Friday, April 22, 2005

Pythagorean Hinduism?

I was reading in Ovid's Metamorphoses tonight -- An interesting section on the Roman monarchy. Romulus has just been deified (Quirinus is his new god name) and Numa has been selected as his predecessor. Suddenly, out of nowhere, Pythagoras (yes, the Pythagorean Theorem math guy) speils for 17 pages about the nature of the universe. He begins by saying that we should basically become vegetarians - eat only vegetables, fruits, grains, etc. Our carnivorous activities are atrocious, imitative of the Cyclopes. After all, only savage animals kill to eat. We may kill ferocious, threatening animals, but we should not consume their flesh once we have done so. Pythagoras then goes on to say (quoted this whole time by Ovid, I might add) that life is an ever changing cycle. Why do you fear the Shades, a fabricated story, he asks. Don't you know that the body may experience death, but the soul will be tranferred to another body? He then claims that during the Trojan was he was Euphorbus, son of Panthous. After many, many pages of the fluid state of life and earth's living energy, he concludes by saying that the reason we should not eat animals is because we must respect the bodies where the souls of our ancestors may have found new homes. Could it be that our Greek friend here believes not in the Greek pantheon, but in the Hindu oneness and transformation of all matter? A quote to stir your thoughts:
"...the heavens and all things beneath the heavens change their forms -- the earth and all that is upon the earth; and since we are parts of the world, we, too, are changeable. For we're not only bodies, but winged souls; and we can dwell in bodies of wild beasts and hide within the shapes of cows and sheep. And so, let us respect --leave whole, intact-- all bodies where our parents' souls or those of brothers or of others dear to us may well have found a home; let us not stuff our bellies banqueting, as did Thyestes. Whover cuts a calf's throat wtih a knife and listens, without pity, to its cries; whoever kills a kid that, like a child, wails loud; whoever feeds upon a bird that he himself has fed --profanely sheds the blood of humans: such a man abets a habit that is evil --little less than murder." (Ovid's Metamorphoses translated by Allen Mandelbaum)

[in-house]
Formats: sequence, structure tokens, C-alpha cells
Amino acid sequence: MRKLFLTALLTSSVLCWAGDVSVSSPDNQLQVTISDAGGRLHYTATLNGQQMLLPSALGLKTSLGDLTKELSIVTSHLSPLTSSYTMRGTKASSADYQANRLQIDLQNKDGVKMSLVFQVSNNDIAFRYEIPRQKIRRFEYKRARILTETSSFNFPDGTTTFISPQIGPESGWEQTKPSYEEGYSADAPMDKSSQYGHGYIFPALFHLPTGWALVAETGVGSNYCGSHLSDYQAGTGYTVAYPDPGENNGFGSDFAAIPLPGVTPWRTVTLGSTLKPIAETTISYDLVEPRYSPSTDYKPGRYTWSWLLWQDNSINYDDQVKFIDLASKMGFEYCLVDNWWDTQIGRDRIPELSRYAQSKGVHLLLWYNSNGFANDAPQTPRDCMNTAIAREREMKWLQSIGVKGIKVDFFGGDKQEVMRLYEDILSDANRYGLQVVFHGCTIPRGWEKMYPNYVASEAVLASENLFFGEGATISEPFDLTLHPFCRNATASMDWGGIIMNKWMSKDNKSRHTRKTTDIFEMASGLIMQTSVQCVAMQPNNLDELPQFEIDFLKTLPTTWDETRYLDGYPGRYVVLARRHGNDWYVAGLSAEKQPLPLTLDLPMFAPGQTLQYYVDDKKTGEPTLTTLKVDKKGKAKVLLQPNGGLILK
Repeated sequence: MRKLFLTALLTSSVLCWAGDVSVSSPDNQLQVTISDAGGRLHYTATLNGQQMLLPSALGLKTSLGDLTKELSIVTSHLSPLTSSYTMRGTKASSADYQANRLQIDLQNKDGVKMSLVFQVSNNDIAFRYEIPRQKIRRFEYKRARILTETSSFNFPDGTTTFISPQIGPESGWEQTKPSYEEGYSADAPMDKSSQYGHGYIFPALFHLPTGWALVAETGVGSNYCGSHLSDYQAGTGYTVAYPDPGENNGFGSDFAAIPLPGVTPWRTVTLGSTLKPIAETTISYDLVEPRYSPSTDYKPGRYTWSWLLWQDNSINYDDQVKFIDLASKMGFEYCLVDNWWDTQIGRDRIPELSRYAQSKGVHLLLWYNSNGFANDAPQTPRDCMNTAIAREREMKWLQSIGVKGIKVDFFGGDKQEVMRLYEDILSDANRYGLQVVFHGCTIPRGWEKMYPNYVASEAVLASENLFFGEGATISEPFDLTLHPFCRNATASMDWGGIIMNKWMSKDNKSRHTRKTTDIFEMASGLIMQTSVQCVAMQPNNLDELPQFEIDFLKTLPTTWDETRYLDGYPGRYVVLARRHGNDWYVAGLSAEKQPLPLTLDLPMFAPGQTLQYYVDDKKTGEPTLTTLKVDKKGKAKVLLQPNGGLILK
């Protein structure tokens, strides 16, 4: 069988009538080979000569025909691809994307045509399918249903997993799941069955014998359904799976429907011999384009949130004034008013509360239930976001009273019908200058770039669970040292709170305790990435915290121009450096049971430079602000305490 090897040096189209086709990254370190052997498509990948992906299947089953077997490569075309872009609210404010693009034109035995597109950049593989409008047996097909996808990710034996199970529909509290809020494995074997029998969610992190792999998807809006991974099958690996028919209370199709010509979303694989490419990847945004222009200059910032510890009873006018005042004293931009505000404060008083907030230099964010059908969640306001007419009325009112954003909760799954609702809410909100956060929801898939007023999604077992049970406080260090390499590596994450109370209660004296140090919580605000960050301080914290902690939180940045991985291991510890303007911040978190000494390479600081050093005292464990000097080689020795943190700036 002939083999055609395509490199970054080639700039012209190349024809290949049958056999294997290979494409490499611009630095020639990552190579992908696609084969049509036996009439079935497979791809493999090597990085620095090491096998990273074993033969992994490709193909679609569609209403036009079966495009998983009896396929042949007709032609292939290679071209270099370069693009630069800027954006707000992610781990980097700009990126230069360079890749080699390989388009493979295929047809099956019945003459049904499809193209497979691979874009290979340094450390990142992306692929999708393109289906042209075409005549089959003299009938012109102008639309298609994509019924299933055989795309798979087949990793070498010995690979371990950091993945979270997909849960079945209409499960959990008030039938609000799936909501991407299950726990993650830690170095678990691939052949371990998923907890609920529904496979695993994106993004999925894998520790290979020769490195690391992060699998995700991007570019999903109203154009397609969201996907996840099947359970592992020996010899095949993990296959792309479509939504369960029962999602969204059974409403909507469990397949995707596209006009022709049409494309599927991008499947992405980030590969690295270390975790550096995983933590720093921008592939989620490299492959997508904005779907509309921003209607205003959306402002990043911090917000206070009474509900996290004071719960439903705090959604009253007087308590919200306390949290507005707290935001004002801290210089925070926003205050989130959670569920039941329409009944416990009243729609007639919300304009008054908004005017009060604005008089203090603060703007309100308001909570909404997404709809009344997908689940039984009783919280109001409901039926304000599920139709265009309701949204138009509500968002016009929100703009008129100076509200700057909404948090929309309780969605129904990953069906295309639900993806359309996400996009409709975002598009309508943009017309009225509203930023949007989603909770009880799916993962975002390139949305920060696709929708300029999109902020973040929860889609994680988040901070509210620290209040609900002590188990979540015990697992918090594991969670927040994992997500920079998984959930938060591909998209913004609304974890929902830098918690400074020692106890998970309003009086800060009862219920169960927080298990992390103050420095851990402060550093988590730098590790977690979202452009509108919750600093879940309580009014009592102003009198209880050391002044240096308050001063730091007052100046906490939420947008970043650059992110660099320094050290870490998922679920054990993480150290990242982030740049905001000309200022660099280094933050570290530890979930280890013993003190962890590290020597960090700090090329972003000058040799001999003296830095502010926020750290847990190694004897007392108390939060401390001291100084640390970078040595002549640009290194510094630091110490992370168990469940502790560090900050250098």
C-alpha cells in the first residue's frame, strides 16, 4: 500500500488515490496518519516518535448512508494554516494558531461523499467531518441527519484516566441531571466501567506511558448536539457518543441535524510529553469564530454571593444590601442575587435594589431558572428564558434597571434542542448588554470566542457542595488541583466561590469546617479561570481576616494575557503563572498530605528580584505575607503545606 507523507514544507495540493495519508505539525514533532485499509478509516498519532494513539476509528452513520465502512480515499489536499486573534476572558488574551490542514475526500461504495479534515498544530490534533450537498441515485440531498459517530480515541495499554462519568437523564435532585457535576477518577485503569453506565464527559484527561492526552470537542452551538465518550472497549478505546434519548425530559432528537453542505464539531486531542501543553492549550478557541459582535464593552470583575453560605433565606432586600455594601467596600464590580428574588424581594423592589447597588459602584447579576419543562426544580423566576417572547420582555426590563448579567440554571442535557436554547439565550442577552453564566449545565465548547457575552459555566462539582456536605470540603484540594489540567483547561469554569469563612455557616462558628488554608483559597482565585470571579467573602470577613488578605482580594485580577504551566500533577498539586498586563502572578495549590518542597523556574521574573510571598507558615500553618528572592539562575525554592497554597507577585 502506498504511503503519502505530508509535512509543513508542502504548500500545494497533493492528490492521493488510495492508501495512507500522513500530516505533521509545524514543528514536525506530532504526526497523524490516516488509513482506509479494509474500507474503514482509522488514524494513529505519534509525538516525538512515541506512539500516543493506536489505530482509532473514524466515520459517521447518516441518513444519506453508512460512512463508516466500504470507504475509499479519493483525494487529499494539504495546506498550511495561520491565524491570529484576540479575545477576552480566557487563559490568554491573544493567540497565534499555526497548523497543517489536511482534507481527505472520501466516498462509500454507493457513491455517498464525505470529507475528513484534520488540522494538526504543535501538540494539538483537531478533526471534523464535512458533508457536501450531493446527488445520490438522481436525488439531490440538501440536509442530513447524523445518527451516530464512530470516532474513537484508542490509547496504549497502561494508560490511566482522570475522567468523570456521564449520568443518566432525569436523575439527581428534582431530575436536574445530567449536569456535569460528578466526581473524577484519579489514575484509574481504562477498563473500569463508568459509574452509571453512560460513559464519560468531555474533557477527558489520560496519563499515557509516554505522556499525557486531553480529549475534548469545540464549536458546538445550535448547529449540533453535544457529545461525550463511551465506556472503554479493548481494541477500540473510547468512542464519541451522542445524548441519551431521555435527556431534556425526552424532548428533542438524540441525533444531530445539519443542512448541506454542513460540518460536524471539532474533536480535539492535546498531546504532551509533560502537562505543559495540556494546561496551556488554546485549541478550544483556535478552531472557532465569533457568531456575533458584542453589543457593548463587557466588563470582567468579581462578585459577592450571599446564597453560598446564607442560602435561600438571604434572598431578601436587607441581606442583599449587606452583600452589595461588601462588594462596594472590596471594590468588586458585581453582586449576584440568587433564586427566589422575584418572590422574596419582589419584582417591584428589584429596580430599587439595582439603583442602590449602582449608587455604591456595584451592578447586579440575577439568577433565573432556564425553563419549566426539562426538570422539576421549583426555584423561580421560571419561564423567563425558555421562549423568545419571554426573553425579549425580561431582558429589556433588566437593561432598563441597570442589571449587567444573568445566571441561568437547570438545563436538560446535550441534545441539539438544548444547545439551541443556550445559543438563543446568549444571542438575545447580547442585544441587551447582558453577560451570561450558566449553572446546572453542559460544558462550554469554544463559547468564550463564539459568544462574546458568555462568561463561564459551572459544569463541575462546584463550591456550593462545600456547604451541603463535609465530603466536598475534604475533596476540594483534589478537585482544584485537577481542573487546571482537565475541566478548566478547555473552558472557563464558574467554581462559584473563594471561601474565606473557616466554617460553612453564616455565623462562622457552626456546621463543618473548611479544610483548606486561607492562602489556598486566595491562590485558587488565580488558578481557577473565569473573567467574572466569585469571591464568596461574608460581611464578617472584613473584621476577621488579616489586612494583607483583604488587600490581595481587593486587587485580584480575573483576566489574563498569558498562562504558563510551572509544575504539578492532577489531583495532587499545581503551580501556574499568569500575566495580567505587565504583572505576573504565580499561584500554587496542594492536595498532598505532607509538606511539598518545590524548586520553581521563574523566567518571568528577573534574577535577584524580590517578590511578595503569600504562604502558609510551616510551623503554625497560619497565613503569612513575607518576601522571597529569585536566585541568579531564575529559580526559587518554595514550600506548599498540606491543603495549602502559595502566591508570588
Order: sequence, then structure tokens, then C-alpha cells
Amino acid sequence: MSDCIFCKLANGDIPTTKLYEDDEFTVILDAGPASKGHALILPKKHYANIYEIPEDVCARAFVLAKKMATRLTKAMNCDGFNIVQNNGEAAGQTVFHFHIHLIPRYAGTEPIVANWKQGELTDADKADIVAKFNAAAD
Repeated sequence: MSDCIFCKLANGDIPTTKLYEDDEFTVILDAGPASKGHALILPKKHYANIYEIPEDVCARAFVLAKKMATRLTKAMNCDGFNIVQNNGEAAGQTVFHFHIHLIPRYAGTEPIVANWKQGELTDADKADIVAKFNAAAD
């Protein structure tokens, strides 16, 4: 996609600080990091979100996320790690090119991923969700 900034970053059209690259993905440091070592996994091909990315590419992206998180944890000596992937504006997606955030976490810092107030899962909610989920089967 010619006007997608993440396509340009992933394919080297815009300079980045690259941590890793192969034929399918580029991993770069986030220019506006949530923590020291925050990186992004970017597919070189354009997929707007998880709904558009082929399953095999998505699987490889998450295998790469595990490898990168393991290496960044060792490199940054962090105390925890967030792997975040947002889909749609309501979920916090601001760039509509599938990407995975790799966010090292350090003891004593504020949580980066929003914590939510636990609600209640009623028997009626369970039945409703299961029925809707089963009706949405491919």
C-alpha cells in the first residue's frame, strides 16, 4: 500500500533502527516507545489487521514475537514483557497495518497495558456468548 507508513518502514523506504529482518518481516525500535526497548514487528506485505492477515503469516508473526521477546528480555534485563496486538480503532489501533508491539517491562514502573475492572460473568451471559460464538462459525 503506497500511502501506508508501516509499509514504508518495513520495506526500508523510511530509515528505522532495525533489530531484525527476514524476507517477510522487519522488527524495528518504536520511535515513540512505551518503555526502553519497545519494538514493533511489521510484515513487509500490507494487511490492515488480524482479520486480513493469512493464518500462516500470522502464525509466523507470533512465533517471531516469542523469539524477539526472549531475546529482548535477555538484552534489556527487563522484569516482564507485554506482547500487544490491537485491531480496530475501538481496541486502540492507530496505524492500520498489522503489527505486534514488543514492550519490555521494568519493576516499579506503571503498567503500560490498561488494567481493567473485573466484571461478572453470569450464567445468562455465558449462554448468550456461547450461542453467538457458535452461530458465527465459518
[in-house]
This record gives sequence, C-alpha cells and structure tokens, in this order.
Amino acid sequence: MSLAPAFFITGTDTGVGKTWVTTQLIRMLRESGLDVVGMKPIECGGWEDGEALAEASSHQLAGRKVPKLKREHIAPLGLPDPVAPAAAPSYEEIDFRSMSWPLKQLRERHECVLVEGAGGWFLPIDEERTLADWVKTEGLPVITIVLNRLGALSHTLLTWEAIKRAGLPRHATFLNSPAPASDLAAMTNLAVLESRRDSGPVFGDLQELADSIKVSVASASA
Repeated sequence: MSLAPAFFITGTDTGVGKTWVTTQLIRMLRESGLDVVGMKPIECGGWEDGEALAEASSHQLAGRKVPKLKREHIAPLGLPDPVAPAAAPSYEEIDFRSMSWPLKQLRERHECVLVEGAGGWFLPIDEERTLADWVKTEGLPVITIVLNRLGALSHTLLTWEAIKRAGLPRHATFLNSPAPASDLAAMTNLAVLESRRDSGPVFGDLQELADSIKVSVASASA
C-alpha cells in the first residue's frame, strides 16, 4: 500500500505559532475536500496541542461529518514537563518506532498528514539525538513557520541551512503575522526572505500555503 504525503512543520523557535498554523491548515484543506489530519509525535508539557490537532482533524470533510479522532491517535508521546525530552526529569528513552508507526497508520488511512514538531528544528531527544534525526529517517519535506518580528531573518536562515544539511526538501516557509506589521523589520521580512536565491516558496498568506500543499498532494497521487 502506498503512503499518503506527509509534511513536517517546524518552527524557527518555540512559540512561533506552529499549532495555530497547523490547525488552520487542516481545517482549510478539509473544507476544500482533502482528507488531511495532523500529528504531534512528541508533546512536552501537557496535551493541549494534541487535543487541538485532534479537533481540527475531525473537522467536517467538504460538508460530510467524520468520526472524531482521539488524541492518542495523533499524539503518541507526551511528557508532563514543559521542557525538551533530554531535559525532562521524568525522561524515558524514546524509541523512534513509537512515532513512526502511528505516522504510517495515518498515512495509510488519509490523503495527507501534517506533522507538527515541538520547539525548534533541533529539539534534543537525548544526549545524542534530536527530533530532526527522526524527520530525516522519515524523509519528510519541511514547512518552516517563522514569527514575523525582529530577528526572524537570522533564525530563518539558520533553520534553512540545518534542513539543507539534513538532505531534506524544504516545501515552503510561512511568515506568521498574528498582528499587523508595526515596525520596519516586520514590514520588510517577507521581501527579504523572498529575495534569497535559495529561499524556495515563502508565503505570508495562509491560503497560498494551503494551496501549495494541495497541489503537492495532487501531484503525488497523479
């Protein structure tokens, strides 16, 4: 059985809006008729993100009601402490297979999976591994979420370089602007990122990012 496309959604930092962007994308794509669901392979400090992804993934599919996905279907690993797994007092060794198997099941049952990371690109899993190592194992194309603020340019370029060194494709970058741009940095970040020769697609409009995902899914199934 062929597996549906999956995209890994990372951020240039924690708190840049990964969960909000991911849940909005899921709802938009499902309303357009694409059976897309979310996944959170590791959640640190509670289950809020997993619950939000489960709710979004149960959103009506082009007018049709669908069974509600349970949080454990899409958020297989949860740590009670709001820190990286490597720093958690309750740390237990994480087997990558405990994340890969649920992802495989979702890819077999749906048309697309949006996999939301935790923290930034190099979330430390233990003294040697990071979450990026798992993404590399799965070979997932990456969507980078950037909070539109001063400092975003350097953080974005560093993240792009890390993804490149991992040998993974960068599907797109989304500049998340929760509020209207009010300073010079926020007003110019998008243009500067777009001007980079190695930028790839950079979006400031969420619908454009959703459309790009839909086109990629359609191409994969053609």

Leif Wickland said...

According to Wikipedia ( Pythagoras lived mostly in the 6th century BC. The ideas the form the basis of Hinduism ( have been around since the 20th century BC, so it seems reasonable Pythagoras may have been influenced by those ideas.

Elizabeth Wickland said...

I asked the Classical Literature teacher about it and he said that Pythagoras was not a Hindu, but more of a neo-Platonist. He did believe in a reincarnation of some sort, but mostly in that there exists a limited number of souls who must move from body to body. The transfer has no relation to Karma, and all can be discovered through science, or the mind. There is no nirvana, no great oneness to be reached. The body perishes and the soul moves on.